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Hepatitis B and HTLV-1 co-infection in the Northern Territory, Australia.

Hepatitis B and HTLV-1 co-infection in the Northern Territory, Australia.
Author Information (click to view)

Marr I, Davies J, Baird RW,


Marr I, Davies J, Baird RW, (click to view)

Marr I, Davies J, Baird RW,

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International journal of infectious diseases : IJID : official publication of the International Society for Infectious Diseases 2017 03 15() pii 10.1016/j.ijid.2017.03.010

Abstract
OBJECTIVE
To establish the relationship of Hepatitis B and HTLV-1 serological markers in the Northern Territory, Australia.

METHODS
A retrospective serological study of patients, presenting to public healthcare facilities, in the Northern Territory between 2008 and 2015, was performed to determine presence and relationships of serological markers of Hepatitis B virus (HBV), and Human T-cell Leukemic virus 1 (HTLV-1).

RESULTS
There were 740 individual cases of serological positive HTLV-1 identified over 8 years in the Northern Territory. In these patients, 521 had Hepatitis B results available. Hepatitis B surface antigen (HBVsAg) positivity was demonstrated in 83/521 (15.9%) of this cohort, which was significantly different to the HTLV-1 negative group, 125/3354 (3.7%), p <0.001. Excluding individuals with isolated surface antibody (sAb), those in the HTLV-1 positive group had a higher HBV exposure history, 352/521 (67.5%), when compared to HTLV-1 negative individuals, 1259/3354 (37.8%) (p <0.001). HTLV-1 positive individuals had lower prevalence of HBV combined HBVsAb and core antibody (HBVcAb) positive markers compared to those HTLV-1 negative, 198/352 (56.3%) versus 937/1269 (73.8%) p<0.001 respectively. CONCLUSIONS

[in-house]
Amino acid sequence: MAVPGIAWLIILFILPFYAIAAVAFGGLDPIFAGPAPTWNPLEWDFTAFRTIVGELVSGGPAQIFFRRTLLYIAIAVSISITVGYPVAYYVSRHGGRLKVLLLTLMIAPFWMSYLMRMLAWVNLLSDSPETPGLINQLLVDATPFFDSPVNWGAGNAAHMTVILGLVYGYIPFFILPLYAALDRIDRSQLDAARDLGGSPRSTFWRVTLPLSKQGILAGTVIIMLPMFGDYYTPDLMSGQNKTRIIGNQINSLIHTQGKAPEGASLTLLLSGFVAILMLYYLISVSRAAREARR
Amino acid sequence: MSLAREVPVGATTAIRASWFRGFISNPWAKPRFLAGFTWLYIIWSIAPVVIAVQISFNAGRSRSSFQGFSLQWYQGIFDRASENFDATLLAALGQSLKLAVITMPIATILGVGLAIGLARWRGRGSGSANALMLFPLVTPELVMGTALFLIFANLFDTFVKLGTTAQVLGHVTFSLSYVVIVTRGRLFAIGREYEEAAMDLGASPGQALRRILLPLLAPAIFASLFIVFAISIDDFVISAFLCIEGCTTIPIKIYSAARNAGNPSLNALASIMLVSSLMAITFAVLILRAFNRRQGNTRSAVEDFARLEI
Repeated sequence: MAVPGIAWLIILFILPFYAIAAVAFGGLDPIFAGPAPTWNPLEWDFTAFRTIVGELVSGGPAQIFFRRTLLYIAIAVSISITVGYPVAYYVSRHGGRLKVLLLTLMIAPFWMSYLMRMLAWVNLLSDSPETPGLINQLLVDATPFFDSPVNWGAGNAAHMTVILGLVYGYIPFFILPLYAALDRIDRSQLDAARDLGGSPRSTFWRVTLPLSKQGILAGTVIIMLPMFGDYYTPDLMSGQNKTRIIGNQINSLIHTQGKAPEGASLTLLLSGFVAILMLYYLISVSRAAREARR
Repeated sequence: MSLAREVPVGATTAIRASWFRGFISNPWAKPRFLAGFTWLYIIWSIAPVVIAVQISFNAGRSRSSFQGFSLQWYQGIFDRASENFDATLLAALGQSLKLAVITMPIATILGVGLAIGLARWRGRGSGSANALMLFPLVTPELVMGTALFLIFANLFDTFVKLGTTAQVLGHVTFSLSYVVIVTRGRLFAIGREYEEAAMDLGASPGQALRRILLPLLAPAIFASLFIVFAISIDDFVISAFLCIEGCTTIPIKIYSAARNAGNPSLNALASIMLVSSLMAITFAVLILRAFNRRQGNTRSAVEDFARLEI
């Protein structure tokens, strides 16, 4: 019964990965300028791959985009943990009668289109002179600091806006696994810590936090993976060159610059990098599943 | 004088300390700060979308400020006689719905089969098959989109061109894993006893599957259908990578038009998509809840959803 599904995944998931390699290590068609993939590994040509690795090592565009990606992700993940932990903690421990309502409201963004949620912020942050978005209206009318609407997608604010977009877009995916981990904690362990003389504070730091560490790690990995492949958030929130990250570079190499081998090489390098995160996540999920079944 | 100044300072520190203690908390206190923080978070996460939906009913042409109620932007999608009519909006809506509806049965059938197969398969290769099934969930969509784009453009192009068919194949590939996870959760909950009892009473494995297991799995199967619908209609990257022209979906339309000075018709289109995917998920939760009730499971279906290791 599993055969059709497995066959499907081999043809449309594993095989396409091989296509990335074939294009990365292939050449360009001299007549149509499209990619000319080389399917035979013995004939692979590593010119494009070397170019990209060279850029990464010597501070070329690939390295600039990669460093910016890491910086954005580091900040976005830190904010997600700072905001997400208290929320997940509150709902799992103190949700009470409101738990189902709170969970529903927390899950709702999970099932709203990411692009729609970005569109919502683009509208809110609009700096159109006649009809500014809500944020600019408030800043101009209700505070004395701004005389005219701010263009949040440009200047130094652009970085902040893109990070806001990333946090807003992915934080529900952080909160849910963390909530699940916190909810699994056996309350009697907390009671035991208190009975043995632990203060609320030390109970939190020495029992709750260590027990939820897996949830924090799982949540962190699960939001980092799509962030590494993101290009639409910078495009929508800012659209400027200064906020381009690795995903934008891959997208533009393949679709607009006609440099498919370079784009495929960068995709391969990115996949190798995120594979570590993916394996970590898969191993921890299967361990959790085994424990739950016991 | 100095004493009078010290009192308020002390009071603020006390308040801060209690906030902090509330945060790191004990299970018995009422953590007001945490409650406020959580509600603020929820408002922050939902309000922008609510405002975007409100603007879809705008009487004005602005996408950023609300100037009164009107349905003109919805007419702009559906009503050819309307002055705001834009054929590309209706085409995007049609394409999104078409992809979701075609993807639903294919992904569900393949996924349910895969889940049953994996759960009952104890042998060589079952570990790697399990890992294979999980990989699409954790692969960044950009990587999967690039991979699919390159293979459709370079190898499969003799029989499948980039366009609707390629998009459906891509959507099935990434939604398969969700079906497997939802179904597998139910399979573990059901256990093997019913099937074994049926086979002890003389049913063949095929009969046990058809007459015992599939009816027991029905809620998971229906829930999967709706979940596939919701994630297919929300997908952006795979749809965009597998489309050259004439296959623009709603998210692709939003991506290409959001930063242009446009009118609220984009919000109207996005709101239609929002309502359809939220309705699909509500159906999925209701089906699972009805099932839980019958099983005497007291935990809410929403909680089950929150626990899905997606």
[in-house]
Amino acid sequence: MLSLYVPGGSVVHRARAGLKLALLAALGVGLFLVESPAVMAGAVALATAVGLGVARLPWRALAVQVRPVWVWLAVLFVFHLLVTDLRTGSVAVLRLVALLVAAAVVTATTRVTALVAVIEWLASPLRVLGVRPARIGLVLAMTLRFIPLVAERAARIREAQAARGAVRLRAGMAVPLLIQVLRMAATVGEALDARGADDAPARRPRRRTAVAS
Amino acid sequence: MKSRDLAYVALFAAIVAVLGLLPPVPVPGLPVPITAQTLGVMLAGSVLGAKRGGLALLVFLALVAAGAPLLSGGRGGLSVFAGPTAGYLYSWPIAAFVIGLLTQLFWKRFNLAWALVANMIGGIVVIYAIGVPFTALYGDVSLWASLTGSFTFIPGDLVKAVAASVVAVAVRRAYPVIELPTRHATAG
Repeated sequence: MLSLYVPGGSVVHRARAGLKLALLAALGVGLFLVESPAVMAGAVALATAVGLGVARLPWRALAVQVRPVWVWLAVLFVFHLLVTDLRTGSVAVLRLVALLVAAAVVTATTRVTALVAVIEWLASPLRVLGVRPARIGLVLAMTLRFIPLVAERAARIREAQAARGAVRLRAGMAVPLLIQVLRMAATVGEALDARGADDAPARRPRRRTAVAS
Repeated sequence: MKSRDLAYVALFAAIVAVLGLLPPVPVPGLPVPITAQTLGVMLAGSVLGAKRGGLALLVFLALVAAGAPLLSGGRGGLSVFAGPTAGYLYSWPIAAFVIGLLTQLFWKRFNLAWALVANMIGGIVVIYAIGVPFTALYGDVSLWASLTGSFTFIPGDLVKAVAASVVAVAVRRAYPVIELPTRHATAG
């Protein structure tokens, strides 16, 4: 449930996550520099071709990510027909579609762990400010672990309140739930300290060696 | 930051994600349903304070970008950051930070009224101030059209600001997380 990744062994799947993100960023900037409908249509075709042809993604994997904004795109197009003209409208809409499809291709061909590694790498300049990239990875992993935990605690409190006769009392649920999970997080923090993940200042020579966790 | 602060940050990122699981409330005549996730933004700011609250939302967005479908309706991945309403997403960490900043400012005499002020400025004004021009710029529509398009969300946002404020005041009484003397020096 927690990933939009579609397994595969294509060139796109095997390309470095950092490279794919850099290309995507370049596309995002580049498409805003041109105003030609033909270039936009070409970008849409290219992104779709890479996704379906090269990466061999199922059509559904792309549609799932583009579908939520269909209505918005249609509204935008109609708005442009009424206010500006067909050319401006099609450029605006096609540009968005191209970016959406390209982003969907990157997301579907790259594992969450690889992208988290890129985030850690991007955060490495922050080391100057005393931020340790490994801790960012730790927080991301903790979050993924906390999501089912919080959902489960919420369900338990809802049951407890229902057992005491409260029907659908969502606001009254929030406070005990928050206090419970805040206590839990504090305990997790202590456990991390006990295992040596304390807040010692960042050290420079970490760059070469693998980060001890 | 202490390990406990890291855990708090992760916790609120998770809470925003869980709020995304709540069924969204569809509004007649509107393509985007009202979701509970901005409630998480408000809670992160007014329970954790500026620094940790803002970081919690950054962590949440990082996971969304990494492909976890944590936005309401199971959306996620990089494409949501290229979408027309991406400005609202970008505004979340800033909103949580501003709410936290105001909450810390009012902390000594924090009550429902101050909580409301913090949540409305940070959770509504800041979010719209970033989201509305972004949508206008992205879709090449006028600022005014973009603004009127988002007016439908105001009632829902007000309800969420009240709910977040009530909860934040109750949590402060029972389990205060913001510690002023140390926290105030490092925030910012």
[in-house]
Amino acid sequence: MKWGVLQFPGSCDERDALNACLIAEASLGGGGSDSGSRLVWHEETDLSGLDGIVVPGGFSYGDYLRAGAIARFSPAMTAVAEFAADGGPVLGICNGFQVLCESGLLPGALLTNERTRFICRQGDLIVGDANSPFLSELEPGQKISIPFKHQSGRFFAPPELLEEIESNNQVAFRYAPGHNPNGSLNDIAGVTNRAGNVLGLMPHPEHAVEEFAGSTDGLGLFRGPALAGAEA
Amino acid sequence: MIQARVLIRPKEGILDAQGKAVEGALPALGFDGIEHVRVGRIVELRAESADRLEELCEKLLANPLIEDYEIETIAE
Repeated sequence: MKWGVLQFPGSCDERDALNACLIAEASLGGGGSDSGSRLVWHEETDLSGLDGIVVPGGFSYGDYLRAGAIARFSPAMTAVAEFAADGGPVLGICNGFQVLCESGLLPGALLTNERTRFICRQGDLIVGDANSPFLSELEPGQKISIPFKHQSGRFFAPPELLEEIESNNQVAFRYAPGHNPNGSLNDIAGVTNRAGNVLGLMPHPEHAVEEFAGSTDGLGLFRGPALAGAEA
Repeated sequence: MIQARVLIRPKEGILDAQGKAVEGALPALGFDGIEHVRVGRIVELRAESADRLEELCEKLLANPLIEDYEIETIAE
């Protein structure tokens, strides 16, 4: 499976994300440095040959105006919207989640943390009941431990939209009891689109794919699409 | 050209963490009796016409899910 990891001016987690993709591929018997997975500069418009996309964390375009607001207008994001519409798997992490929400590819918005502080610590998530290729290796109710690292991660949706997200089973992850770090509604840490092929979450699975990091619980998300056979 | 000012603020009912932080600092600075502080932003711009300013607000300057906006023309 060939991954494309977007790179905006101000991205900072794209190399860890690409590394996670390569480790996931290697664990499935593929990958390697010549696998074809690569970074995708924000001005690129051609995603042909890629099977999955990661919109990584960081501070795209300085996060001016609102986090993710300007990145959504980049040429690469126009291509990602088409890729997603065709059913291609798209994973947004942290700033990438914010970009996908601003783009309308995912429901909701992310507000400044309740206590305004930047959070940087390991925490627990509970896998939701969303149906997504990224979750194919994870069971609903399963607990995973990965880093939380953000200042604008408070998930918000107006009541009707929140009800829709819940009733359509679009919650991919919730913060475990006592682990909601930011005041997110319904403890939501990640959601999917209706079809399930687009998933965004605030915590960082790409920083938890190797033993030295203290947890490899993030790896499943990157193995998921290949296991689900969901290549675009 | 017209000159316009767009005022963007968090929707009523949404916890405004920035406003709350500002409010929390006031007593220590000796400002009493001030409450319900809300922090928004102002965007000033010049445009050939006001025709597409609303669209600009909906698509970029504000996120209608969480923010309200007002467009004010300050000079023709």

Significantly higher prevalence rates of HBV are found in HTLV-1 positive individuals from the Northern Territory. When considering the higher exposure of HBV in HTLV-1 positive individual’s, clearance of HBV appears lower than those individuals testing HTLV-1 negative. Lower prevalence of clearance, as signified by formation of HBVcAb and HBVsAb in HTVL-1 positive individual’s may equate to higher prevalence of ongoing infection compared to those individuals HTLV-1 negative.

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